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Friday, October 29, 2010

Foreigners from the Womb

Babies learn language in a way I never remember learning anything.  Having nothing to go on, it's clear they understand words and phrases before they can make their tongues say those words and phrases.  And when they do start speaking, it's in approximations.  Their brains take what they think they heard and make it a word.  And that word sticks.

Much of my toddlers' unique pronounciation comes from skipping letters or syllables.  Step becomes sep.  Foot becomes foo.  Dora becomes Doe-a.  Video is vidi.  Pineapple is apo. Banana is nana. 

They'll often replace a letter with another letter that's easier for them to pronounce.  Moon becomes moom.  Stop is shop.  Stuck is shuck.  Down is dowm.  Finger is finging.  Milk is mook. Spoon is a combination.  It becomes poom.

Sometimes, they completely replace a word with another non-sensical word without a second thought.  In this way, Blankie has become Bean.  Cookie is Googooleegoo.  Orange juice is O-june.  I find that the earlier they come up for a word for something, the longer it sticks.  For instance, my twins still won't say thank you because thank you was one of their first phrases.  Only it came out like "Da daaa."  So now they get confused because it doesn't sound the way they remember it sounding.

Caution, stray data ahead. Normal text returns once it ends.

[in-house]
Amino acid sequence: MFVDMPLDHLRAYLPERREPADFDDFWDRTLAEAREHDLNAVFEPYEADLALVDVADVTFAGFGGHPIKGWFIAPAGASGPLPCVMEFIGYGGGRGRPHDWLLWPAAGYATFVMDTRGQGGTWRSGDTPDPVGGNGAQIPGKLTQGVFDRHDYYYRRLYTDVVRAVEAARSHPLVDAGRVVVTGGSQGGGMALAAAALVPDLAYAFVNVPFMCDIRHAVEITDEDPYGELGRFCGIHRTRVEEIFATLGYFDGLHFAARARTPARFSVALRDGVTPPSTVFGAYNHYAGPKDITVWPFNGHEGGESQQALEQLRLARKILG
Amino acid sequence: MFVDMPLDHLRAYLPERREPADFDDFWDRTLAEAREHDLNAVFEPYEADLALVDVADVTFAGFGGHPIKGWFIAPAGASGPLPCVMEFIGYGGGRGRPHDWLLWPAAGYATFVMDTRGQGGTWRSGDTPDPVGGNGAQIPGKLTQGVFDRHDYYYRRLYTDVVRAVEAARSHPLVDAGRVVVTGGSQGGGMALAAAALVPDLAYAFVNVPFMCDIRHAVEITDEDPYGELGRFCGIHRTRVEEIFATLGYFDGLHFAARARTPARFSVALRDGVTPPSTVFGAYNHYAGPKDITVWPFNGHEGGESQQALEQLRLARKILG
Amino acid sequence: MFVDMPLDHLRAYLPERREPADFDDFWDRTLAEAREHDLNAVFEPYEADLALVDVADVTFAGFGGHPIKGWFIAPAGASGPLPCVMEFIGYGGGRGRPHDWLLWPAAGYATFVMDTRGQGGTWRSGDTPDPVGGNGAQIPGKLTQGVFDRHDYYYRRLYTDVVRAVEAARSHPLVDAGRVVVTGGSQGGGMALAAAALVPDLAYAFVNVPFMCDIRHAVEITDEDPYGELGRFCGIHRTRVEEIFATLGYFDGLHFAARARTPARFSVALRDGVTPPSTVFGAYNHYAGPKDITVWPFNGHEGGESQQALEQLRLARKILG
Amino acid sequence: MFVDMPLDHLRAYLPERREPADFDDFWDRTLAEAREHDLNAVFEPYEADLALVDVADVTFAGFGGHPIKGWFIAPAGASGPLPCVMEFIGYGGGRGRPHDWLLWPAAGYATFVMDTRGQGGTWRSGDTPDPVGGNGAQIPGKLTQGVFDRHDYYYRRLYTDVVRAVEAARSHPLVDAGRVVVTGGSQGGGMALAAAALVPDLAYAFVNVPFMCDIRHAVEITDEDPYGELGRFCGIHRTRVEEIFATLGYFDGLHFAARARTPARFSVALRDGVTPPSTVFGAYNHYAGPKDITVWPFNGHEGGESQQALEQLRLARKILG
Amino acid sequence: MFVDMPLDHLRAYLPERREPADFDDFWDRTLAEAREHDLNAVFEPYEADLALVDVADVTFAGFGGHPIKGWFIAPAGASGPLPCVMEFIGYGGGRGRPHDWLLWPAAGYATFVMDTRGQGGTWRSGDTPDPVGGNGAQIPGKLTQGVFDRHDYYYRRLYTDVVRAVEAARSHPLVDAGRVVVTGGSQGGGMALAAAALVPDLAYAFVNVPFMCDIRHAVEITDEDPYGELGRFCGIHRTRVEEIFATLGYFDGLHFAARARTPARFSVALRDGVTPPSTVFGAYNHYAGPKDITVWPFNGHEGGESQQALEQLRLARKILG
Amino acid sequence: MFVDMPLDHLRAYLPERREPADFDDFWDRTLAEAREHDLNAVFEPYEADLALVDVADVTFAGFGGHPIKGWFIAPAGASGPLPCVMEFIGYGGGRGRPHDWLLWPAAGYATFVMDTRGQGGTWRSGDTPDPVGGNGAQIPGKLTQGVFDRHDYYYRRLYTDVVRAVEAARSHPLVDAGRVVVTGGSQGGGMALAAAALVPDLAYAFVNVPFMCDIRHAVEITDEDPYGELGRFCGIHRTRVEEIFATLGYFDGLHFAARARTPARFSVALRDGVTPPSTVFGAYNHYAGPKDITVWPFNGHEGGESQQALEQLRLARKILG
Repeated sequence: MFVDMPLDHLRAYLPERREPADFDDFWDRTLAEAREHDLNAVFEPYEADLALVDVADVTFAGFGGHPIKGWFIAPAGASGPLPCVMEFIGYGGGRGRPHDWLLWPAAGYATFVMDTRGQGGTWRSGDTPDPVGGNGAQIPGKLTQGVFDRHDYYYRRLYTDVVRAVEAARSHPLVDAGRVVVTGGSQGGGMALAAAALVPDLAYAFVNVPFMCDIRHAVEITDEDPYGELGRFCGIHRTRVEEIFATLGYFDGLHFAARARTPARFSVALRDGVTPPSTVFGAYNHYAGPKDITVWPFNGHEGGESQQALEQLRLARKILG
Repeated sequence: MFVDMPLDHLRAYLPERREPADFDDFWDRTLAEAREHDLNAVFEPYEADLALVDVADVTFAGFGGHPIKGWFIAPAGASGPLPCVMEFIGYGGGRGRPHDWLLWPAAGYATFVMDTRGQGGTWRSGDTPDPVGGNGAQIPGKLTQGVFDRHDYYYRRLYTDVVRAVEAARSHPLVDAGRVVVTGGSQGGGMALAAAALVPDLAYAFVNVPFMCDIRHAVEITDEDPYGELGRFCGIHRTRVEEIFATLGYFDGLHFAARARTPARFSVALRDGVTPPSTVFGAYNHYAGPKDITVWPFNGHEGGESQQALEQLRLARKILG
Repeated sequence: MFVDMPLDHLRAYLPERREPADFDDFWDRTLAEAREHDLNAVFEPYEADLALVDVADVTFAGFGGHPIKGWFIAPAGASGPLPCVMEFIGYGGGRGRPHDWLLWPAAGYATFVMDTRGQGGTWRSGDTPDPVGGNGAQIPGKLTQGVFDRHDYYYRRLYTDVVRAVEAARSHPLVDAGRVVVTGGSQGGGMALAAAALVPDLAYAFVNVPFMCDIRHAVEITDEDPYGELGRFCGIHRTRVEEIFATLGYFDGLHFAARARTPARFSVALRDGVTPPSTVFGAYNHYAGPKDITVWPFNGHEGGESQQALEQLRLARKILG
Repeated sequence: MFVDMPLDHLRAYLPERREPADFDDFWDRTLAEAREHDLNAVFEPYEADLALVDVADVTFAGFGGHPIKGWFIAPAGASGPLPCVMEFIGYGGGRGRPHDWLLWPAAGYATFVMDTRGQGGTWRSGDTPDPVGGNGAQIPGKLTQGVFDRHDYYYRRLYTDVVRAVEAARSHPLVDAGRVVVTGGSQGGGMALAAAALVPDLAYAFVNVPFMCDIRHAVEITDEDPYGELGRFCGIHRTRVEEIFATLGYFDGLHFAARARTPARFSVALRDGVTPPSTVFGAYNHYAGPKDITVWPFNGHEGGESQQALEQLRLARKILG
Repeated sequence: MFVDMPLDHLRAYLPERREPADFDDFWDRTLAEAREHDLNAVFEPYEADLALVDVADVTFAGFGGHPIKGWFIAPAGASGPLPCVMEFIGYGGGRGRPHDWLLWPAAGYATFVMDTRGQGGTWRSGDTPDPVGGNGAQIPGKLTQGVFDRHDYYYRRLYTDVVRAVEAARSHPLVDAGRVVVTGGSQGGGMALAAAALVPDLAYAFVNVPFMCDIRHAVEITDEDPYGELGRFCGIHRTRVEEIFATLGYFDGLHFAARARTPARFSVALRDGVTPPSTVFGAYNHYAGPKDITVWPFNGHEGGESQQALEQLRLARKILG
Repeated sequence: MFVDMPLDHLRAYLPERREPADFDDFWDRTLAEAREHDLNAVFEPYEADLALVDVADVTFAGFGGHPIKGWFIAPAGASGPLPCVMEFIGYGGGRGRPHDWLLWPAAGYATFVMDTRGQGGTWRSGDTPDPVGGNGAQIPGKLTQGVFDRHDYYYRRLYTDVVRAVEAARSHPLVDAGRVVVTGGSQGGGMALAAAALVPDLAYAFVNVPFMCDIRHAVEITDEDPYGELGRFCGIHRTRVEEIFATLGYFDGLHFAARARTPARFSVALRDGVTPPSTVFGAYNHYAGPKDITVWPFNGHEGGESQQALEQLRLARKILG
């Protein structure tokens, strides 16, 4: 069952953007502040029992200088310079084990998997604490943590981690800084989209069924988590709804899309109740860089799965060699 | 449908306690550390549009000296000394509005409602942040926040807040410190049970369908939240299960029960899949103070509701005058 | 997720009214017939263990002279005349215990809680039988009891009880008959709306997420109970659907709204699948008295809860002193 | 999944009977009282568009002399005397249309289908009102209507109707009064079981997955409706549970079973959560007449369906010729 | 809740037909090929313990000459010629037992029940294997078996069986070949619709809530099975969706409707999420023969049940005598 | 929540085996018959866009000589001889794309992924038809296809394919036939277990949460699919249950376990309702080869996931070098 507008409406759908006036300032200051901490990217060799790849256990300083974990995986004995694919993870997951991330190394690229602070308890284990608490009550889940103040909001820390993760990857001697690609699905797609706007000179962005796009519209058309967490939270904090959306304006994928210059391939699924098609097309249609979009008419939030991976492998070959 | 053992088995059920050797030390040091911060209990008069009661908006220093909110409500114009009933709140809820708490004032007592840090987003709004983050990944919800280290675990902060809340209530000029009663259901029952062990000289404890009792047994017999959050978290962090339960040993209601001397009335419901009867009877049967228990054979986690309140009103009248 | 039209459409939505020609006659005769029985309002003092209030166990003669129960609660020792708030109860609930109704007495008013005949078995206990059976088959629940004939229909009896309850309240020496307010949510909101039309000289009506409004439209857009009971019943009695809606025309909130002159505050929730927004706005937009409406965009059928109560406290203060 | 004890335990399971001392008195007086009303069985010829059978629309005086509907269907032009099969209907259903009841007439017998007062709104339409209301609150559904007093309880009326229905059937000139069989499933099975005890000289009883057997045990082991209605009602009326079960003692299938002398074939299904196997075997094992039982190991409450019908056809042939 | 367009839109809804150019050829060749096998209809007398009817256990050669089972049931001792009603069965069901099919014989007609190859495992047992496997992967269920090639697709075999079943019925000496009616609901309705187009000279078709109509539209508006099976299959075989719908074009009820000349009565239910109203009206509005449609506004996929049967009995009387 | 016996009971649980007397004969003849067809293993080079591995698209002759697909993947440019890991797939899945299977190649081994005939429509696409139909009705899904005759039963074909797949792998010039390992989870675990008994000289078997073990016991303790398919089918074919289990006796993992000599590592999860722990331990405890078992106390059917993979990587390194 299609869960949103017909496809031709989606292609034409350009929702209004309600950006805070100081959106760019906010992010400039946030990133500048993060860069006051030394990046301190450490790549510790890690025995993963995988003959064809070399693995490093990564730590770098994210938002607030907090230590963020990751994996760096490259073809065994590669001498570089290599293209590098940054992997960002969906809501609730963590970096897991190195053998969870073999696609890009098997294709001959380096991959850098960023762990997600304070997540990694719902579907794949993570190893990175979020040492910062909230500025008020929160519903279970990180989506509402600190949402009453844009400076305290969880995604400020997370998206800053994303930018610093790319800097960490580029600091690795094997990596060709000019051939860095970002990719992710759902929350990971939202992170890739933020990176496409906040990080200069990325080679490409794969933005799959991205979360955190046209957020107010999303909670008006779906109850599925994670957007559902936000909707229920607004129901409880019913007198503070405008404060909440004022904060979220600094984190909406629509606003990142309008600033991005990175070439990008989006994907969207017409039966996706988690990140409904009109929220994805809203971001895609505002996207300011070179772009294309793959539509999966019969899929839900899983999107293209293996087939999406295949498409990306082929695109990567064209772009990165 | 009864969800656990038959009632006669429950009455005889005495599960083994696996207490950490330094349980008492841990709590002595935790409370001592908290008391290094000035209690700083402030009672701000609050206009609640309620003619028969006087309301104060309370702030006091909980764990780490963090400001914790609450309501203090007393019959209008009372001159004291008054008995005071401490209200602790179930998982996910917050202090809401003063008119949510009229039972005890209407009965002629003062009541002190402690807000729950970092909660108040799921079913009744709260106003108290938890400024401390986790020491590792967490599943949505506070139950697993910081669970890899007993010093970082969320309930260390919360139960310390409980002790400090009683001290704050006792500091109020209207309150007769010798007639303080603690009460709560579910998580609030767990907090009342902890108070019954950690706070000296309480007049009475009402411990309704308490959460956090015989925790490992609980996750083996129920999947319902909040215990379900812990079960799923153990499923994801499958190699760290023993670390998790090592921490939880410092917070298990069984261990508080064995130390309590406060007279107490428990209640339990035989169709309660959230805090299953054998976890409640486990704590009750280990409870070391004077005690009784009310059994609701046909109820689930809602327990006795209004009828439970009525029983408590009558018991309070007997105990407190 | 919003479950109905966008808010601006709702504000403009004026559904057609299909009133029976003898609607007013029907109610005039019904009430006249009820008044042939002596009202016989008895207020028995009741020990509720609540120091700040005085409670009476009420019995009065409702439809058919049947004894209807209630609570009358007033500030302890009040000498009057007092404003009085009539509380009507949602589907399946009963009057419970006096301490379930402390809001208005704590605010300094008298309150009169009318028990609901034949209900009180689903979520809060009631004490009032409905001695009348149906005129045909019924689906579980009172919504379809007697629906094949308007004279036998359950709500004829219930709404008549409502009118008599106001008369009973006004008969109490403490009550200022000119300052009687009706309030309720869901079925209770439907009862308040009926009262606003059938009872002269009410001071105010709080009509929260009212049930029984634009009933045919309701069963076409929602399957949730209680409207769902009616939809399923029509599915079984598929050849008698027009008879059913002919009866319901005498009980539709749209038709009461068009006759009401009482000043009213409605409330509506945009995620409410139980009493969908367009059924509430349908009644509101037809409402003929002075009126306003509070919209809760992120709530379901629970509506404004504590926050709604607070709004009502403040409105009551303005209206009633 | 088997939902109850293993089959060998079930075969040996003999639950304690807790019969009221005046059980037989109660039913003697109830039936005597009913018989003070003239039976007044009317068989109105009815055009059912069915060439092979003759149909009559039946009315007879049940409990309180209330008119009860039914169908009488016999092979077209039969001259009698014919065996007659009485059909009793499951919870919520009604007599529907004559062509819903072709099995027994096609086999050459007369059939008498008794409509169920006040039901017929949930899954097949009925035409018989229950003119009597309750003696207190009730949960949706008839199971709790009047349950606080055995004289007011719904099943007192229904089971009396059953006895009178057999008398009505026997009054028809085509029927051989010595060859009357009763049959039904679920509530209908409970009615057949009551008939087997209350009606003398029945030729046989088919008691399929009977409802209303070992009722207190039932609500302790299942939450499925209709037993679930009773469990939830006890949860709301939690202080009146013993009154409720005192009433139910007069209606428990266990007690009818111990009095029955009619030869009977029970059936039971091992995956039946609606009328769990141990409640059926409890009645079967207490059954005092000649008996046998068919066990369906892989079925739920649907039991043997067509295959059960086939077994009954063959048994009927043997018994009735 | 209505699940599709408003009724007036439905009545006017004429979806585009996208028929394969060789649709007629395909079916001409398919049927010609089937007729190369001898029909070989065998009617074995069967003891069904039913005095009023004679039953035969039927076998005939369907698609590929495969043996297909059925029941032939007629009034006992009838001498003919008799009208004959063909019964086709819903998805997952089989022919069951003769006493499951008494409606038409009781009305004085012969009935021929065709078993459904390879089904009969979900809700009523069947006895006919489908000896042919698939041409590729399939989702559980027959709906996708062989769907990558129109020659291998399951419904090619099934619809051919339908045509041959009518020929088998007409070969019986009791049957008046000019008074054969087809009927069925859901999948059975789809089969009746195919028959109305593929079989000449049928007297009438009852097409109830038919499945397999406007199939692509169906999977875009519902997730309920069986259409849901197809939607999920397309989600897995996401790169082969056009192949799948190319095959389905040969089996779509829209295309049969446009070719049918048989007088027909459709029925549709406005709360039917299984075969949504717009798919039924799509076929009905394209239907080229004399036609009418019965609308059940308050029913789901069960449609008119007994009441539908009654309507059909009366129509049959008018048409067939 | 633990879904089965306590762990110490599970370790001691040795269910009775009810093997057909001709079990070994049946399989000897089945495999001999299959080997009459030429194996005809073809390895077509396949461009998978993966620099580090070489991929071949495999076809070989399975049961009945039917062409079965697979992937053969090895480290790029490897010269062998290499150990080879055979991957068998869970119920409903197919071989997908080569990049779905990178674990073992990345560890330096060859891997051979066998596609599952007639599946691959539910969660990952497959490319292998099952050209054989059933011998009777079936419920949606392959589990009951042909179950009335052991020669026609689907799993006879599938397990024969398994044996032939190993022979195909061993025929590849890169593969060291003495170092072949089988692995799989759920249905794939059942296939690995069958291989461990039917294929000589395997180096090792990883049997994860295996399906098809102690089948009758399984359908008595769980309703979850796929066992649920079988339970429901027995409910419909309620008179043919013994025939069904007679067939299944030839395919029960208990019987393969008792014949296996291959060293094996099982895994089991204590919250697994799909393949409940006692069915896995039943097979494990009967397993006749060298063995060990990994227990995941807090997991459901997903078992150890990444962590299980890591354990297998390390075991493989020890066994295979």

Sometimes the word they use to replace the correct word makes sense in its own way.  So that buttons become dots.  Dogs become oof-oofs.  Shovels are spoons (or pooms, more like).  The moon for a long time was a ball.  Sometimes the sun is the moon, especially in books.

Many words they use sound like the same word, differentiable only to me.  Hat and hot, for instance.  Radio and video.  Draw and drawer.  Cheese and please.

I know you're not supposed to mimic their baby speak back to them, but sometimes, I find I just can't help it.  If they want mook, I ask them if they want mook.  When they say "HO-kay!  AWW-wight!"  I giggle with glee.

The baby dictionary is varied and interestingly assembled - a collection of parts that really do make sense as a whole if you let yourself think about it.  I truly feel like I am privvy to something incredibly special.  I get to see the mind learn as it would with no structure applied.  I get to see that mind take off all on its own.


  1. Do they have the same words for things, or have there been instances where one twin says something differently?

  2. There are some things they say differently. Dulce started out saying shoe as shaw. Now she says shoe correctly. Natalina insists on calling a shoe a foot. Dulce calls a video a videe. Natalina calls it a vie-lio.

  3. My son started calling the dog Nana when he was learning to talk so we still call her Nana. Her name is and has always been Daisy :)

    The young mind is truly incredible!



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